FIG. 7 is a block diagram showing the overall flow of processing of the EMI analysis method according to the second embodiment. FIGS. 8A through 8D are illustrations showing the principle underlying the processing. In a netlist 701, a circuit, which is the subject of EMI analysis, is represented as circuit data. Delay information 705 for each node is derived from the netlist 701 using static delay calculation 703 (see FIG. 8A). Transition probability information 706 for each node is derived from the netlist 701 and input transition probability 702 using propagation probability 704 (see FIG. 8B). Based on element current waveform information 707 for each node (FIG. 8C) and operating frequency information 712, random waveform estimation means 708 produces random current waveform information 709 (see FIG. 8D) within a plurality of predetermined cycles. The thus-produced random current waveform information 709 is subjected to FFT processing 710, thereby deriving frequency characteristic information 711.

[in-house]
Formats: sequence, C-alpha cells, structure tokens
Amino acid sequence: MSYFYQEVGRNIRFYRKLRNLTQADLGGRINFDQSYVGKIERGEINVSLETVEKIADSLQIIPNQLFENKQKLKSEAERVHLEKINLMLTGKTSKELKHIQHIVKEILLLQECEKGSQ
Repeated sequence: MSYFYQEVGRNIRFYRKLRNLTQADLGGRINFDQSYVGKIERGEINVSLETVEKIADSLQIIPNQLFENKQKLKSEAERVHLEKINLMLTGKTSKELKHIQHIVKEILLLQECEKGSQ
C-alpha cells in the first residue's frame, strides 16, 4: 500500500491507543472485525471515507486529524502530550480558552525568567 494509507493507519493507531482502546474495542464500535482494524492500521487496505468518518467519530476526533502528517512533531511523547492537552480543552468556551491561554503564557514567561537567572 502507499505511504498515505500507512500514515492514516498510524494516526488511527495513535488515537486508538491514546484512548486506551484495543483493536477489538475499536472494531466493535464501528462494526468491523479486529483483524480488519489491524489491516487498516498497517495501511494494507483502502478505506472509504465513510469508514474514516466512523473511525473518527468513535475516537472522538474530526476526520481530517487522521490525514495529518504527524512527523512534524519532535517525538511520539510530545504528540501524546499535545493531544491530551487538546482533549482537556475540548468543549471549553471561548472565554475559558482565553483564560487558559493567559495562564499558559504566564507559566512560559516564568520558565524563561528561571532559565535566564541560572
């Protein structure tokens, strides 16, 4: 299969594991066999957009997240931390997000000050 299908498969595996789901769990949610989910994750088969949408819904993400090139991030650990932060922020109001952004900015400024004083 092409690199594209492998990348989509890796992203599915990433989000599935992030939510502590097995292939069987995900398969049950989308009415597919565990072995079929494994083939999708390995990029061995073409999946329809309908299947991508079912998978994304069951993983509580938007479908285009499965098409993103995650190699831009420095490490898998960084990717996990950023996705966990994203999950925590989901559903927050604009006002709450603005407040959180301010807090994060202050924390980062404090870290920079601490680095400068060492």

FIG. 9 shows a flowchart of processing by the random current waveform estimation means 708. The average current waveform estimation means 708 reads element current waveform information from a table (step 1280) and performs a current waveform calculation loop (step 1281). The average current waveform estimation means 708 performs loop processing until the value of y (initially 1) reaches a given frequency. (step 1282). The following processing is iterated until calculation of a current waveform is completed. A determination is made as to whether a random number is smaller than the value of probability (step 1283). If a random number is smaller, the base of a triangular waveform of an instance to be processed is extracted from an output slew (step 1284). At this time, the area of the triangular waveform is defined as W×h/2, and I is the value of the area of the triangular waveform. The height h of the triangular waveform is calculated by 2×1/W (step 1285), wherein I denotes the quantity of electric current flowing in a cell of an event, which is the subject of processing. This processing corresponds to processing performed by a triangular waveform shaping section.